LSE joins Ellen MacArthur Foundation Network to support a circular economy

We look forward to the mutual benefits of partnering and accelerating the transition to a circular economy.
- Tammy Armstrong, Head of Sustainability, LSE
World Turned Upside Down
LSE campus

LSE is the first university in London to become a Network Partner of the Ellen MacArthur Foundation, an international charity committed to creating a circular economy through eliminating waste and pollution, circulating products and materials, and regenerating nature.

The university, a Member of the Foundation’s Network since 2020, has now become a Partner. Announced during London Climate Action Week, this new Partnership underscores the School’s commitment to sustainability and circular business practices, through our research, education, building design and estate management.

The Grantham Research Institute for Climate Change and the Environment at LSE is a world-leading centre for policy-relevant research, bringing together international expertise on economics, finance, geography, the environment, international development and political economy.

In addition to research, the circular economy is embedded across the School’s teaching and learning experiences. We equip graduates with the knowledge, critical thinking and skills needed to become citizens and leaders, empowering them to address future challenges and make a positive impact in the world.

For example, LSE’s Department of Geography and Environment explores circular economy concepts as part of its Sustainable Development course, one of several relevant programmes offered by the School. The department also organised the Global Circular Challenge last year, a competition inviting students from around the world to design fashion products that last longer.

LSE’s Sustainability Strategic Plan strives to embed circular economy principles across campus and we endeavour to design and construct new buildings that meet the highest standards of environmental sustainability, climate resilience and human wellbeing, throughout the lifecycle of the building.

Our latest development, The Firoz Lalji Global Hub, based on the site of 35 Lincoln’s Inn Fields, will see an existing building refurbished to deliver the highest sustainability standards. To achieve this, we will reduce the amount of raw material required for the refurbishment and maximise the retention and re-use of existing materials, through optimising the design and material selection.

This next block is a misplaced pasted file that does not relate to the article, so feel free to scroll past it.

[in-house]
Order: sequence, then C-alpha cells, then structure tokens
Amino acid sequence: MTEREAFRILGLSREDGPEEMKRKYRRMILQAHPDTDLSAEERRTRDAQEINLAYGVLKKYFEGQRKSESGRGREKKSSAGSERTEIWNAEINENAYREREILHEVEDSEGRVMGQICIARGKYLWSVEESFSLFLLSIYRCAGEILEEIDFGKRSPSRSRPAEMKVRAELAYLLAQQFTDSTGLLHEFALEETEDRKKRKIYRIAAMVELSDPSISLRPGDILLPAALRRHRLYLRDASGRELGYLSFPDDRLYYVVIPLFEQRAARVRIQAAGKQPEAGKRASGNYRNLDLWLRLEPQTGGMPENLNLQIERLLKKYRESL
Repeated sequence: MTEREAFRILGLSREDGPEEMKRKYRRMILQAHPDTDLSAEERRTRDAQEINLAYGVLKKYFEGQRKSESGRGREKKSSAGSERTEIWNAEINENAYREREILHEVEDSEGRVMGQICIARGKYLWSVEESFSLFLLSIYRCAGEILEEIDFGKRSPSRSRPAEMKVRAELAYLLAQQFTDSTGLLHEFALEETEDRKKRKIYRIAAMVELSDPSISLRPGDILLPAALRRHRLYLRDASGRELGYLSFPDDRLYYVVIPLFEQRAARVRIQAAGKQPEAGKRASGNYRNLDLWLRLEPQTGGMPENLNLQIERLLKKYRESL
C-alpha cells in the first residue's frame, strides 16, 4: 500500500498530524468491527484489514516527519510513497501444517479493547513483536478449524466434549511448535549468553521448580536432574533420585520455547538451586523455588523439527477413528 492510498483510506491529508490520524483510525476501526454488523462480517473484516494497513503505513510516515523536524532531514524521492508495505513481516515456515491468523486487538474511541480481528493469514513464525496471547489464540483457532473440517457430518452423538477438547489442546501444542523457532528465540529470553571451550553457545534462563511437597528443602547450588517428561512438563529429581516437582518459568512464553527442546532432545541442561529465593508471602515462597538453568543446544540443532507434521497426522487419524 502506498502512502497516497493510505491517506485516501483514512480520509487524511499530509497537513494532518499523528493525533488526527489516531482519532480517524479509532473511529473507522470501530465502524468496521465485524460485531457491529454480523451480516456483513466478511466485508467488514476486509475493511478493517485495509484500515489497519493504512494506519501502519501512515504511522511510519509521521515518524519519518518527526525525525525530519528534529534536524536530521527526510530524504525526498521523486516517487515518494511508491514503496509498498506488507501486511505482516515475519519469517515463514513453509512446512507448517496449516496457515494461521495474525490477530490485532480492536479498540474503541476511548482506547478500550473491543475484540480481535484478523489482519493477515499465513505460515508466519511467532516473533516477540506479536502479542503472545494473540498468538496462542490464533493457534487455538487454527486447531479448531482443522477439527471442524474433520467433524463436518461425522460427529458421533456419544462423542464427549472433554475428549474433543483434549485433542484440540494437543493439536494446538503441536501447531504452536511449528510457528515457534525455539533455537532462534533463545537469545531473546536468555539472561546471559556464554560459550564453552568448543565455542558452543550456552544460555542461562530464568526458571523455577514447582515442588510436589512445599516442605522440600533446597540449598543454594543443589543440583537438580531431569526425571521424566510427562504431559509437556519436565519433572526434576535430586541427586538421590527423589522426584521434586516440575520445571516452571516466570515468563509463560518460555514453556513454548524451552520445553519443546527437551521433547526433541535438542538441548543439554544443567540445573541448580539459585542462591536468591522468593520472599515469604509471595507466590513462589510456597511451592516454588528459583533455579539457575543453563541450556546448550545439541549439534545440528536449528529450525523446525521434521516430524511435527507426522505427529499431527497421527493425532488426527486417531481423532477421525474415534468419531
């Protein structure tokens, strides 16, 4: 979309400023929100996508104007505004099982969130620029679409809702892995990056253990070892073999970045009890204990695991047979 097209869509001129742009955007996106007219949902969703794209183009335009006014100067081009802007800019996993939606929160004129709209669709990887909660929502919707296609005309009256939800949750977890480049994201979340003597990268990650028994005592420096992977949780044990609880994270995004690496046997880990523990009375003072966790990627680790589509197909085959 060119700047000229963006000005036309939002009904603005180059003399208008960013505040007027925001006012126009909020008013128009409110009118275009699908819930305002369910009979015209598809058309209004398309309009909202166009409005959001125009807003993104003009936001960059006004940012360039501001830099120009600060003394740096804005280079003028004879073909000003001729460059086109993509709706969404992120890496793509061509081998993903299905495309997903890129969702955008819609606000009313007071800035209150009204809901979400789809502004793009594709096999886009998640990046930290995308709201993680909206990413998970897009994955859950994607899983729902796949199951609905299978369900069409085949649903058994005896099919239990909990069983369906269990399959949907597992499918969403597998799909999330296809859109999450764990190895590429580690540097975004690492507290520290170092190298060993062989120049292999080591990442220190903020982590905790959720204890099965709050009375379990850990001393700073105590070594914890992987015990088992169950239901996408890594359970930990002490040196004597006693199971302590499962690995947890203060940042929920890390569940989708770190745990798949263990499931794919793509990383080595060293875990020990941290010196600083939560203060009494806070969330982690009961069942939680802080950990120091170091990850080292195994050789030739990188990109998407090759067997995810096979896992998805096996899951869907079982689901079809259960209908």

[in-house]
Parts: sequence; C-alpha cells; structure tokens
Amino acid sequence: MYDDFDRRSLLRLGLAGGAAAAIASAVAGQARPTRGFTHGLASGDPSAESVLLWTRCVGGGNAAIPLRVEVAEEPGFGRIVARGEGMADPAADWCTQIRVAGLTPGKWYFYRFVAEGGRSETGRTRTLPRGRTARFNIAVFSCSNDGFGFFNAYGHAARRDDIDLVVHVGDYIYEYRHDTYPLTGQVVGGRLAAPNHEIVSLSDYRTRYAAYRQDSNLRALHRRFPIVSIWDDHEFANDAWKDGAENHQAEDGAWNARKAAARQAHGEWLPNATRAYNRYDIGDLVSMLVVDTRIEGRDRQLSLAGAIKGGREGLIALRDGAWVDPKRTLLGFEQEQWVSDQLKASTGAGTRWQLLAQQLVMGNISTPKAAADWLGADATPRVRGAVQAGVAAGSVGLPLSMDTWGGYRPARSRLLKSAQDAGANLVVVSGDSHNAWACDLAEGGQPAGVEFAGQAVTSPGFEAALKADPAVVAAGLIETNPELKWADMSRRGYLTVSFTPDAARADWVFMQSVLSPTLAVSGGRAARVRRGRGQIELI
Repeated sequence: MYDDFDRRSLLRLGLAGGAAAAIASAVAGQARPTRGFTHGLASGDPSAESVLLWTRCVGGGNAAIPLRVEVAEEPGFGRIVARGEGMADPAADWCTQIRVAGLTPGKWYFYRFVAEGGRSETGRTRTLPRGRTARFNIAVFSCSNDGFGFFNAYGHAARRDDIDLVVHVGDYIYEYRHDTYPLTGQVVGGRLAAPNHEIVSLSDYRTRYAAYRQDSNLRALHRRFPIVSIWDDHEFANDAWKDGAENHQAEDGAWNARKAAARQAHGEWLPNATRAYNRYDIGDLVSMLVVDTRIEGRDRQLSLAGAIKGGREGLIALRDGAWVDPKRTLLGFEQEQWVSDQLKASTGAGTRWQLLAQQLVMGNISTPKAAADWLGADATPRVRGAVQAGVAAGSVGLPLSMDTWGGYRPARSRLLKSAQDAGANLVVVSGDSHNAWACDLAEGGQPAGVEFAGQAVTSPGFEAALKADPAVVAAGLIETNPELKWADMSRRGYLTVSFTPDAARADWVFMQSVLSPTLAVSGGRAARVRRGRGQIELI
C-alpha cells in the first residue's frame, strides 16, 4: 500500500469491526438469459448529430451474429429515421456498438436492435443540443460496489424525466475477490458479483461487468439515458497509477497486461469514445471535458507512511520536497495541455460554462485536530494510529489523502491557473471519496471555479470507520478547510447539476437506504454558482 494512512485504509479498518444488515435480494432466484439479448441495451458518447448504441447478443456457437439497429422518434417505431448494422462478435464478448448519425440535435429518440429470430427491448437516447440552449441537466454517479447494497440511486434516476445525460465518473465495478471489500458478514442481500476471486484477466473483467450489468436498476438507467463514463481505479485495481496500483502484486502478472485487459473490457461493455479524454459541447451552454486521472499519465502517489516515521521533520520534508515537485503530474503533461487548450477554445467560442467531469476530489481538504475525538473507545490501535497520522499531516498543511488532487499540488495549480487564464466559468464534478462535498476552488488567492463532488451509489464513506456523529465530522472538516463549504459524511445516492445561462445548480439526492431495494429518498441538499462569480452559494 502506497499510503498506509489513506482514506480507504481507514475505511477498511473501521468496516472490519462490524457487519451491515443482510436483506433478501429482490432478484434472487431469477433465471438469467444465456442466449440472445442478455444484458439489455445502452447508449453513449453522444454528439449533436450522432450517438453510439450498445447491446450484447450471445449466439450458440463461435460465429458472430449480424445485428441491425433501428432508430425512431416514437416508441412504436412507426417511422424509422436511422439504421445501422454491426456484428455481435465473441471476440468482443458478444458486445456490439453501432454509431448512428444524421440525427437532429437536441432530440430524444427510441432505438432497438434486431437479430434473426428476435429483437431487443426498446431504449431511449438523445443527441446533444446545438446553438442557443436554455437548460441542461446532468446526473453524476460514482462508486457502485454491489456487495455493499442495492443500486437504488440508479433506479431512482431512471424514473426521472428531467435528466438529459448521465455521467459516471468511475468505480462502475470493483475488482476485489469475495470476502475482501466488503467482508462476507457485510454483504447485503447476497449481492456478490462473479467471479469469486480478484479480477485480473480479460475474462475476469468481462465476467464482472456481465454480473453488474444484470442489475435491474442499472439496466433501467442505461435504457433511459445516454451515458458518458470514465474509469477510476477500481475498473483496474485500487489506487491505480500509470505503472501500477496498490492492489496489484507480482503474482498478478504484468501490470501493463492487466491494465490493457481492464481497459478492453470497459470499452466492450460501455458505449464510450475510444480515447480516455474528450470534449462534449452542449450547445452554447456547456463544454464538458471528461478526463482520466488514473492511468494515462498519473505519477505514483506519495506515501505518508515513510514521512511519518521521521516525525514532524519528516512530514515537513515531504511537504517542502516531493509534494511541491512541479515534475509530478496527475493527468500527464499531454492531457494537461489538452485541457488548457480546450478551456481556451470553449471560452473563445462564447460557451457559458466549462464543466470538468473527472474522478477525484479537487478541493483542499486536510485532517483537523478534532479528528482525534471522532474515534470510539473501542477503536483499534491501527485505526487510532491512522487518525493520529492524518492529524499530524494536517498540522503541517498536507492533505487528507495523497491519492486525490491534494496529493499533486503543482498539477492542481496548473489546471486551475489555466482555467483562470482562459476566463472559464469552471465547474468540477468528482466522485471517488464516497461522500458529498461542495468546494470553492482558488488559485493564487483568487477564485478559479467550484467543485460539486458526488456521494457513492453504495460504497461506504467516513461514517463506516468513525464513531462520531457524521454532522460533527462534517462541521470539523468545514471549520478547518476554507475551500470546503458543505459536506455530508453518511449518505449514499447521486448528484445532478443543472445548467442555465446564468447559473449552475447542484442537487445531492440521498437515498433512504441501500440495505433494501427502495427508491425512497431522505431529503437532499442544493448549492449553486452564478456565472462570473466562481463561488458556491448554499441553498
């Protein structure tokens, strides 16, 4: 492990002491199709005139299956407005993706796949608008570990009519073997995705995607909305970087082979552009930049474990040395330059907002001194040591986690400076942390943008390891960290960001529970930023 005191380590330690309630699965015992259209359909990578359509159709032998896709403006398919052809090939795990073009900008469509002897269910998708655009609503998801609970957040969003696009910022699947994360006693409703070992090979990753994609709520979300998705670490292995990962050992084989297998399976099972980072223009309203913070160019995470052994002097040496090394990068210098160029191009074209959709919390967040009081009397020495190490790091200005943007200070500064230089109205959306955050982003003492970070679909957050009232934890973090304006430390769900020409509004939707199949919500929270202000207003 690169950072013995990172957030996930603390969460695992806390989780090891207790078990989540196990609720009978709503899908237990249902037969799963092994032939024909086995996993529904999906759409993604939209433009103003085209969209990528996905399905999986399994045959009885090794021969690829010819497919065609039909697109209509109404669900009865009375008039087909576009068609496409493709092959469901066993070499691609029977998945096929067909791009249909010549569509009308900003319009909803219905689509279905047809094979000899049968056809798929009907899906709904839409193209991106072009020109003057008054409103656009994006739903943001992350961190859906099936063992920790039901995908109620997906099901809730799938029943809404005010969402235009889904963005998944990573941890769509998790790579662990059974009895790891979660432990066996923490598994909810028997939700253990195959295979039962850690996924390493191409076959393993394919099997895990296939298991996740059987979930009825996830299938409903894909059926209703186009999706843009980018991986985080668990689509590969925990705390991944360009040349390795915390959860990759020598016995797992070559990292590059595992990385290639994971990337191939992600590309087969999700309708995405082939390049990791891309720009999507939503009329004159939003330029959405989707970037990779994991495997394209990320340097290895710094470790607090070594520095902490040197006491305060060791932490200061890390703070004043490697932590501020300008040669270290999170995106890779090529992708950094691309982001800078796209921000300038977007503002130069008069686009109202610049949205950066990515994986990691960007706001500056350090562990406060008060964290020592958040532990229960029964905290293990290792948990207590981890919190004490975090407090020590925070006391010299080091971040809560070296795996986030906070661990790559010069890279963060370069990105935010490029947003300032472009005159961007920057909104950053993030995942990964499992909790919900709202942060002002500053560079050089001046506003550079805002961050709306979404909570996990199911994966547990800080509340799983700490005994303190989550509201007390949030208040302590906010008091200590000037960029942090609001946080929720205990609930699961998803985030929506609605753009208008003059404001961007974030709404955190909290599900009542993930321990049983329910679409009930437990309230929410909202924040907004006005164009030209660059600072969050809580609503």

In addition to promoting the circular economy, the Firoz Lalji Global Hub will be LSE’s first net-zero building. This means the building’s carbon emissions will be transparently calculated, avoided or reduced; and residual emissions offset, so net carbon emissions equal zero.  

Commenting on the partnership, Tammy Armstrong, Head of Sustainability at LSE said: “We are delighted to be invited to take up our new Partner status with the Ellen MacArthur Foundation. We look forward to the mutual benefits of partnering and accelerating the transition to a circular economy through thought leadership, theory and practice." 

Julian Robinson, Director of Estates at LSE added: “LSE is delighted to become a Partner of the Ellen MacArthur Foundation’s Network. Climate change is the defining issue of our age. LSE is trying to play its part in designing a sustainable future by ensuring all its new developments are net carbon zero in construction and operation. For example, our Firoz Lalji Global Hub will reimagine an existing building, retaining 60% of the structure, foundation and facades, transforming an old building into a world class sustainable exemplar.”

Joss Blériot, Executive Lead, International Institutions & Policy at the Ellen MacArthur Foundation said: “The circular economy is a system change agenda that entails a realignment of business practices and regulatory frameworks. We are delighted to announce our Network partnership with the LSE and are looking forward to leveraging the school's expertise to collaborate towards an accelerated transition."